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Gary S. Hines v. Hartford Life Insurance Company


November 30, 2012


The opinion of the court was delivered by: Herndon, Chief Judge:


I. Introduction

Now before the Court is the issue of back payments, prejudgment interest, attorney's fees and costs. On March 29, 2012, the Court granted the plaintiff's motion for summary judgment awarding plaintiff back payments under the long term disability plan, plus prejudgment interest, attorney's fees and costs (Doc. 58). The Court directed plaintiff to brief the issues with supporting documentation. Plaintiff did so (Doc. 59). Plaintiff maintains that as of April 30, 2012 he is entitled to back payments of $101,492.88, pre-judgment interest of $11,345.64, attorney's fees of $46,316.00 and costs of $405.00.*fn1 Defendant objects to all of plaintiff's calculations with the exception of the $405.00 in costs (Doc. 60). After reviewing the submissions and applicable law, the Court awards the following to plaintiff.

II. Analysis

Back payments

As to back payments due, Hines argues that as of April 30, 2012 he is entitled to $101,492.88 in back payments. Defendant counters that Hines incorrectly calculates his past due benefits because he improperly extends the period of time for which payments are payable. The Court rejects this argument. In awarding Hines back payments, the Court found: "an outright award of back benefits and reinstatement is proper in this case. Here, the 'status quo prior to the defective procedure was the continuation of benefits. Remedying the defective procedures requires reinstatement of benefits.' Id. At 776." (Doc. 58, p. 21). As judgment will be entered today, November 30, 2012 and employing Hines' methodology for calculating back payments, the Court determines that Hines is entitled to $118,555.03 in back payments.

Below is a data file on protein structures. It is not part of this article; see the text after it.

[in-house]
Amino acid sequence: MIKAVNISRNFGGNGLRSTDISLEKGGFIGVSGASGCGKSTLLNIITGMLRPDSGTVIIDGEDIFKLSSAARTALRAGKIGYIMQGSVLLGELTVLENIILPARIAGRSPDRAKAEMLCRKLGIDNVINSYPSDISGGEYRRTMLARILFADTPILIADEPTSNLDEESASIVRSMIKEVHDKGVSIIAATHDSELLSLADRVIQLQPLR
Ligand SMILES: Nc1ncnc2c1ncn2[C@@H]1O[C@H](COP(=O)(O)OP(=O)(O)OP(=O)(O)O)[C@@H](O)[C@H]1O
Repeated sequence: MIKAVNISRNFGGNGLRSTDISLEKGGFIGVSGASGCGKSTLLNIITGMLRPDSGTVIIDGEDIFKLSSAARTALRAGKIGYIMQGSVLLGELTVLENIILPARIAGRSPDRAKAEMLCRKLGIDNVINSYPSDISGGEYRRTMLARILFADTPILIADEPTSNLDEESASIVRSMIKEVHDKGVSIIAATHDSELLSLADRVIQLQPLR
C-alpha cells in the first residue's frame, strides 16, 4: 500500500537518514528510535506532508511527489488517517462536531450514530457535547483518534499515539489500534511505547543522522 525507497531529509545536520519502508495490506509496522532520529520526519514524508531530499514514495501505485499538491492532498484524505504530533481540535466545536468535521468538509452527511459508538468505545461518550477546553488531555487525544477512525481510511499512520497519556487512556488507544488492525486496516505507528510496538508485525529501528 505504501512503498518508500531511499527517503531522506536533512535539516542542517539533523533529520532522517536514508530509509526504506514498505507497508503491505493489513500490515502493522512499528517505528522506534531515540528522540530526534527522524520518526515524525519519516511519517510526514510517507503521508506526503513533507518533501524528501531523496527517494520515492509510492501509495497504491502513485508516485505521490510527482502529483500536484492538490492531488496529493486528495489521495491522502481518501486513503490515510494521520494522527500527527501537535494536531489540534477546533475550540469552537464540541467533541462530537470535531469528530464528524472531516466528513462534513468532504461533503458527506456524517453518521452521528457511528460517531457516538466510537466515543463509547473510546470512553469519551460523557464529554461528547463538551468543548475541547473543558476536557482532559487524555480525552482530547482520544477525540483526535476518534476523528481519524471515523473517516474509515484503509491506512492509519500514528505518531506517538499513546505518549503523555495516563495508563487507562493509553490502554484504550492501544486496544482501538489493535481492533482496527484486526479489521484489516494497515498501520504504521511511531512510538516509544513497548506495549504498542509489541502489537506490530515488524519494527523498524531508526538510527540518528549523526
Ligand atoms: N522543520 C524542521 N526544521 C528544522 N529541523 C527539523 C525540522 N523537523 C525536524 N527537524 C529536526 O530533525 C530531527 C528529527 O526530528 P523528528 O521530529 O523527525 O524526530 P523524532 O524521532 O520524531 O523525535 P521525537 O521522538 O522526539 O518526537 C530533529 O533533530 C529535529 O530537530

Pre-Judgment Interest

Whether to award an ERISA claimant prejudgment interest is "a question of fairness, lying within the court's sound discretion, to be answered by balancing the equities." Fritcher v. Health Care Service Corp., 301 F.3d 811, 820 (7th Cir.2002). "Prejudgment interest must make the victim whole." First National Bank of Chicago v. Standard Bank and Trust, 172 F.3d 472, 480 (7th Cir. 1999). The Seventh Circuit recognizes using the prime rate for fixing prejudgment interest where there is not statutory interest. Fritcher, 301 F.3d at 820; Gorenstein Enters., Inc. v. Quality Care-USA, Inc., 874 F.2d 431, 436 (7th Cir. 1989). In granting summary judgment in favor of plaintiff, the Court found that an award of prejudgment interest is proper in this matter (Doc. 58, p. 22).